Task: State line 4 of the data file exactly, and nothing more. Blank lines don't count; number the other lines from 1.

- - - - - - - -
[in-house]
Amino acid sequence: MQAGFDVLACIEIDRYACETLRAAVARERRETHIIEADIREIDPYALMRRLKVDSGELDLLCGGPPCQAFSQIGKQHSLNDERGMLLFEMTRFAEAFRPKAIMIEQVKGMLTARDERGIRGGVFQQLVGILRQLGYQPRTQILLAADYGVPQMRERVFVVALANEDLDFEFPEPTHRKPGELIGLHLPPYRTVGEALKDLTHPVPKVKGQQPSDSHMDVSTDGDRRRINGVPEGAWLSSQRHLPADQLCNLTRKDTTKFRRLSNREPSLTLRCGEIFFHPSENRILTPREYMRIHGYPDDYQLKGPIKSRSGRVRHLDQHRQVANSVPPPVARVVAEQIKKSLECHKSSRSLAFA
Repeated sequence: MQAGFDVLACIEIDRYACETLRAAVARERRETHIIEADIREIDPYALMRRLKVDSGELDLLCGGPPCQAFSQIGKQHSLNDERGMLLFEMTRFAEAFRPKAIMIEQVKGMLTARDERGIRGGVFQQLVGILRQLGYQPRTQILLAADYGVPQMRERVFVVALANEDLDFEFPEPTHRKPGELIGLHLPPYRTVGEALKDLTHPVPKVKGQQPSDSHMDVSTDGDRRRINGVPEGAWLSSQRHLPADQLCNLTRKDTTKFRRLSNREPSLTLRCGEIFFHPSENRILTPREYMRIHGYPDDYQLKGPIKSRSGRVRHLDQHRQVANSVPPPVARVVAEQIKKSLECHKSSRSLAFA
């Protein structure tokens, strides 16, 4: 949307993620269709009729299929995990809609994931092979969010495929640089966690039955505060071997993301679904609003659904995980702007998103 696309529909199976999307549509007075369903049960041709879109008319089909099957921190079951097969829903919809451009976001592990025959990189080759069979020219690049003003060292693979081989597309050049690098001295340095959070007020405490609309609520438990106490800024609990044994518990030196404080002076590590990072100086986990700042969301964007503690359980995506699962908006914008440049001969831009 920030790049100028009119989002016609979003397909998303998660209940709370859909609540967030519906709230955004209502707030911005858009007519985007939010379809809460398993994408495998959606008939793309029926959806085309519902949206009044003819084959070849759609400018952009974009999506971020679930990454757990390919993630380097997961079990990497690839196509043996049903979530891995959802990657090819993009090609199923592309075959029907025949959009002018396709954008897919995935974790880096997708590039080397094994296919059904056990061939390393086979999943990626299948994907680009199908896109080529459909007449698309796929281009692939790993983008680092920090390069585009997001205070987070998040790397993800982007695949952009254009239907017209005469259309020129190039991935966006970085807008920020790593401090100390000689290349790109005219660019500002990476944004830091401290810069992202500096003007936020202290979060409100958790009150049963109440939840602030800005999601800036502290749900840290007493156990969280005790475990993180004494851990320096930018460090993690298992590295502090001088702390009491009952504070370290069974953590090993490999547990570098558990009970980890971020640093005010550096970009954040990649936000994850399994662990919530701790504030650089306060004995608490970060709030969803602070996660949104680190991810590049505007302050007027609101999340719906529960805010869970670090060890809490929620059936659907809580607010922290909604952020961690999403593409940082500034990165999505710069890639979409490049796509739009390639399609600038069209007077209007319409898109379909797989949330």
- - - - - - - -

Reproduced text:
């Protein structure tokens, strides 16, 4: 949307993620269709009729299929995990809609994931092979969010495929640089966690039955505060071997993301679904609003659904995980702007998103 696309529909199976999307549509007075369903049960041709879109008319089909099957921190079951097969829903919809451009976001592990025959990189080759069979020219690049003003060292693979081989597309050049690098001295340095959070007020405490609309609520438990106490800024609990044994518990030196404080002076590590990072100086986990700042969301964007503690359980995506699962908006914008440049001969831009 920030790049100028009119989002016609979003397909998303998660209940709370859909609540967030519906709230955004209502707030911005858009007519985007939010379809809460398993994408495998959606008939793309029926959806085309519902949206009044003819084959070849759609400018952009974009999506971020679930990454757990390919993630380097997961079990990497690839196509043996049903979530891995959802990657090819993009090609199923592309075959029907025949959009002018396709954008897919995935974790880096997708590039080397094994296919059904056990061939390393086979999943990626299948994907680009199908896109080529459909007449698309796929281009692939790993983008680092920090390069585009997001205070987070998040790397993800982007695949952009254009239907017209005469259309020129190039991935966006970085807008920020790593401090100390000689290349790109005219660019500002990476944004830091401290810069992202500096003007936020202290979060409100958790009150049963109440939840602030800005999601800036502290749900840290007493156990969280005790475990993180004494851990320096930018460090993690298992590295502090001088702390009491009952504070370290069974953590090993490999547990570098558990009970980890971020640093005010550096970009954040990649936000994850399994662990919530701790504030650089306060004995608490970060709030969803602070996660949104680190991810590049505007302050007027609101999340719906529960805010869970670090060890809490929620059936659907809580607010922290909604952020961690999403593409940082500034990165999505710069890639979409490049796509739009390639399609600038069209007077209007319409898109379909797989949330």